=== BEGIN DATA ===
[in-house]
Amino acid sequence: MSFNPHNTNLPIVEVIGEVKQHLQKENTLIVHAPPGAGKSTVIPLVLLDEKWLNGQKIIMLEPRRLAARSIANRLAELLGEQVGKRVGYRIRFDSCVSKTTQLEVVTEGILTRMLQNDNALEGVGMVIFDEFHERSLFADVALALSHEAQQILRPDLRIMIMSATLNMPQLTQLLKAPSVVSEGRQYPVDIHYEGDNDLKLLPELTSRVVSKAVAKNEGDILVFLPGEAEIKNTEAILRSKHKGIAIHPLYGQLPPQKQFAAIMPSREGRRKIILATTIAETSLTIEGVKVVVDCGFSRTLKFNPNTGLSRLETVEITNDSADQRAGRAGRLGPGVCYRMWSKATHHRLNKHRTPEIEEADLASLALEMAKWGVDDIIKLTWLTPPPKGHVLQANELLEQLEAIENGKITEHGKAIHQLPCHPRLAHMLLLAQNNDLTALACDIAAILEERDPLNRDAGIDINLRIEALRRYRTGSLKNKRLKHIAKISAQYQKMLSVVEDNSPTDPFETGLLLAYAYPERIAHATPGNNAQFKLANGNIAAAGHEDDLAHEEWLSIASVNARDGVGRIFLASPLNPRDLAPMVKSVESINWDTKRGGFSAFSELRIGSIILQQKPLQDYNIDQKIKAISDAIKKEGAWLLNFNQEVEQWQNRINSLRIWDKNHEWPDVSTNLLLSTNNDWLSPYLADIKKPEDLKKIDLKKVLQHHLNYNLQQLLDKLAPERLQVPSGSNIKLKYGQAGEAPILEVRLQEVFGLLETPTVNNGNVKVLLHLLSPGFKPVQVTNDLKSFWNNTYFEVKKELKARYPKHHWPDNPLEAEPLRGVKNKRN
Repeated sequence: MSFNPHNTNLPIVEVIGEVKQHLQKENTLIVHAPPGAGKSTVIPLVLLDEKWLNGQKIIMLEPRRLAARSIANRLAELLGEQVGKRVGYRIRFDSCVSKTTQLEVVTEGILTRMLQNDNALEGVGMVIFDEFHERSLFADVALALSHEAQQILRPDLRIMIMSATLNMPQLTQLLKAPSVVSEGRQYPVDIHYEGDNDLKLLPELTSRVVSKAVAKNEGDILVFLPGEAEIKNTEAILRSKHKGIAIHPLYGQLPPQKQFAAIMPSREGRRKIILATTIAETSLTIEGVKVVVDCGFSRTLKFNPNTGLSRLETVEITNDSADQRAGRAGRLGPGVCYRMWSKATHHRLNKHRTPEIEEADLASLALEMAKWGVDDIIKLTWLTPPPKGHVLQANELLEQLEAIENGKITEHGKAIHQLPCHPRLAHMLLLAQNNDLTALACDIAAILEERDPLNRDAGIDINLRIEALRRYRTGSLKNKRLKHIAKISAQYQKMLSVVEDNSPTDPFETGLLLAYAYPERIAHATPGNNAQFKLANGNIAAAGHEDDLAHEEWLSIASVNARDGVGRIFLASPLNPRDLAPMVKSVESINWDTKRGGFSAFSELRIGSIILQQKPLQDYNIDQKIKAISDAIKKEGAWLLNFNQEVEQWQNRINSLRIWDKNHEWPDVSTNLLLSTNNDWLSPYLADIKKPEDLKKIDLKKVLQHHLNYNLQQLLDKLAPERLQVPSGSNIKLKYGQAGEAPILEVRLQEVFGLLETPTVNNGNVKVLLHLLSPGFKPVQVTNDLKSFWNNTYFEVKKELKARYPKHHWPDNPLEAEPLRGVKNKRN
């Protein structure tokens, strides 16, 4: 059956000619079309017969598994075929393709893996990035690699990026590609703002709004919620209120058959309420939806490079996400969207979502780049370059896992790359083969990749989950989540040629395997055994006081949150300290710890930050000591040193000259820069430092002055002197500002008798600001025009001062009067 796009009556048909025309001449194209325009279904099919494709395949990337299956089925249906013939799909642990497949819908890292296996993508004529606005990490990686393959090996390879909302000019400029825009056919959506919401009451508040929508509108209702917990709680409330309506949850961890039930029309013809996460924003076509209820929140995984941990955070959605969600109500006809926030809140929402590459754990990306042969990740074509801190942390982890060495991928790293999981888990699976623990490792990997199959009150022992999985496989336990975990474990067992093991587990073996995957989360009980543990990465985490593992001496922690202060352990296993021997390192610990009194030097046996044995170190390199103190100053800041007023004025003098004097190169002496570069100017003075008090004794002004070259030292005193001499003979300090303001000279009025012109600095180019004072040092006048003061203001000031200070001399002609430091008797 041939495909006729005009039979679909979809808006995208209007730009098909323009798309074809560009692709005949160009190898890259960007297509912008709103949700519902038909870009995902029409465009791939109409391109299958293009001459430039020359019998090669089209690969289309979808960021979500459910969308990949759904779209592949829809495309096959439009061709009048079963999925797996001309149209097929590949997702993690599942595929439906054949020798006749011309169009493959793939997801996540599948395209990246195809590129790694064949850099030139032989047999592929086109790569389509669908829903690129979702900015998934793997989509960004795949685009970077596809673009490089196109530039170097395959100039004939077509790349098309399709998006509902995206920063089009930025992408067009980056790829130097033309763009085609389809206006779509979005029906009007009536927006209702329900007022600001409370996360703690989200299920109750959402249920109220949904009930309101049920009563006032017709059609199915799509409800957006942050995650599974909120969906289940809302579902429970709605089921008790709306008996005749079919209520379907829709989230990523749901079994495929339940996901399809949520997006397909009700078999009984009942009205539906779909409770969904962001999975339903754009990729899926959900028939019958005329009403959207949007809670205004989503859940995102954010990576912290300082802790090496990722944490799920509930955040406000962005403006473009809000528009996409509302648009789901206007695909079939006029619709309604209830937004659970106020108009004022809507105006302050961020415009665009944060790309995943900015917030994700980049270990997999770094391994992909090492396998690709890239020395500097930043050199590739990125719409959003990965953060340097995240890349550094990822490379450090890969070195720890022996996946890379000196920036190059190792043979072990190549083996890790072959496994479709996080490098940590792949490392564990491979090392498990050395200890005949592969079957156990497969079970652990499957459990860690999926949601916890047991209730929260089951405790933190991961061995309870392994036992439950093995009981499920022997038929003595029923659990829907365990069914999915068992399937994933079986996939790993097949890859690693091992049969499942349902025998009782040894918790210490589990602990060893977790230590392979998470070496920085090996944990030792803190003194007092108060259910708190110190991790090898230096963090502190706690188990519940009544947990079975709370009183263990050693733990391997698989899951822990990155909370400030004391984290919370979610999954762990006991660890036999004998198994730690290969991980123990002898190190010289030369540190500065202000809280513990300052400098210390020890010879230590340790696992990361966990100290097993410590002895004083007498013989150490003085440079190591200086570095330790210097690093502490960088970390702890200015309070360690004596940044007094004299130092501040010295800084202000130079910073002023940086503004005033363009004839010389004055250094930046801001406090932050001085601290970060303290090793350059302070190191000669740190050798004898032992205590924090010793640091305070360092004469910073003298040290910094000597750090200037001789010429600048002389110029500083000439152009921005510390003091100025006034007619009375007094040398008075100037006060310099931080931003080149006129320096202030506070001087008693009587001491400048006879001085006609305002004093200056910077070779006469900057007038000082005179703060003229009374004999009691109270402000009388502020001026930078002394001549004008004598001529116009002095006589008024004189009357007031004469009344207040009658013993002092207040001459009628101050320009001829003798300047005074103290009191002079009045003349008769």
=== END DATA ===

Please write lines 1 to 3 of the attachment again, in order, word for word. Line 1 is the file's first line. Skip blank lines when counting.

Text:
[in-house]
Amino acid sequence: MSFNPHNTNLPIVEVIGEVKQHLQKENTLIVHAPPGAGKSTVIPLVLLDEKWLNGQKIIMLEPRRLAARSIANRLAELLGEQVGKRVGYRIRFDSCVSKTTQLEVVTEGILTRMLQNDNALEGVGMVIFDEFHERSLFADVALALSHEAQQILRPDLRIMIMSATLNMPQLTQLLKAPSVVSEGRQYPVDIHYEGDNDLKLLPELTSRVVSKAVAKNEGDILVFLPGEAEIKNTEAILRSKHKGIAIHPLYGQLPPQKQFAAIMPSREGRRKIILATTIAETSLTIEGVKVVVDCGFSRTLKFNPNTGLSRLETVEITNDSADQRAGRAGRLGPGVCYRMWSKATHHRLNKHRTPEIEEADLASLALEMAKWGVDDIIKLTWLTPPPKGHVLQANELLEQLEAIENGKITEHGKAIHQLPCHPRLAHMLLLAQNNDLTALACDIAAILEERDPLNRDAGIDINLRIEALRRYRTGSLKNKRLKHIAKISAQYQKMLSVVEDNSPTDPFETGLLLAYAYPERIAHATPGNNAQFKLANGNIAAAGHEDDLAHEEWLSIASVNARDGVGRIFLASPLNPRDLAPMVKSVESINWDTKRGGFSAFSELRIGSIILQQKPLQDYNIDQKIKAISDAIKKEGAWLLNFNQEVEQWQNRINSLRIWDKNHEWPDVSTNLLLSTNNDWLSPYLADIKKPEDLKKIDLKKVLQHHLNYNLQQLLDKLAPERLQVPSGSNIKLKYGQAGEAPILEVRLQEVFGLLETPTVNNGNVKVLLHLLSPGFKPVQVTNDLKSFWNNTYFEVKKELKARYPKHHWPDNPLEAEPLRGVKNKRN
Repeated sequence: MSFNPHNTNLPIVEVIGEVKQHLQKENTLIVHAPPGAGKSTVIPLVLLDEKWLNGQKIIMLEPRRLAARSIANRLAELLGEQVGKRVGYRIRFDSCVSKTTQLEVVTEGILTRMLQNDNALEGVGMVIFDEFHERSLFADVALALSHEAQQILRPDLRIMIMSATLNMPQLTQLLKAPSVVSEGRQYPVDIHYEGDNDLKLLPELTSRVVSKAVAKNEGDILVFLPGEAEIKNTEAILRSKHKGIAIHPLYGQLPPQKQFAAIMPSREGRRKIILATTIAETSLTIEGVKVVVDCGFSRTLKFNPNTGLSRLETVEITNDSADQRAGRAGRLGPGVCYRMWSKATHHRLNKHRTPEIEEADLASLALEMAKWGVDDIIKLTWLTPPPKGHVLQANELLEQLEAIENGKITEHGKAIHQLPCHPRLAHMLLLAQNNDLTALACDIAAILEERDPLNRDAGIDINLRIEALRRYRTGSLKNKRLKHIAKISAQYQKMLSVVEDNSPTDPFETGLLLAYAYPERIAHATPGNNAQFKLANGNIAAAGHEDDLAHEEWLSIASVNARDGVGRIFLASPLNPRDLAPMVKSVESINWDTKRGGFSAFSELRIGSIILQQKPLQDYNIDQKIKAISDAIKKEGAWLLNFNQEVEQWQNRINSLRIWDKNHEWPDVSTNLLLSTNNDWLSPYLADIKKPEDLKKIDLKKVLQHHLNYNLQQLLDKLAPERLQVPSGSNIKLKYGQAGEAPILEVRLQEVFGLLETPTVNNGNVKVLLHLLSPGFKPVQVTNDLKSFWNNTYFEVKKELKARYPKHHWPDNPLEAEPLRGVKNKRN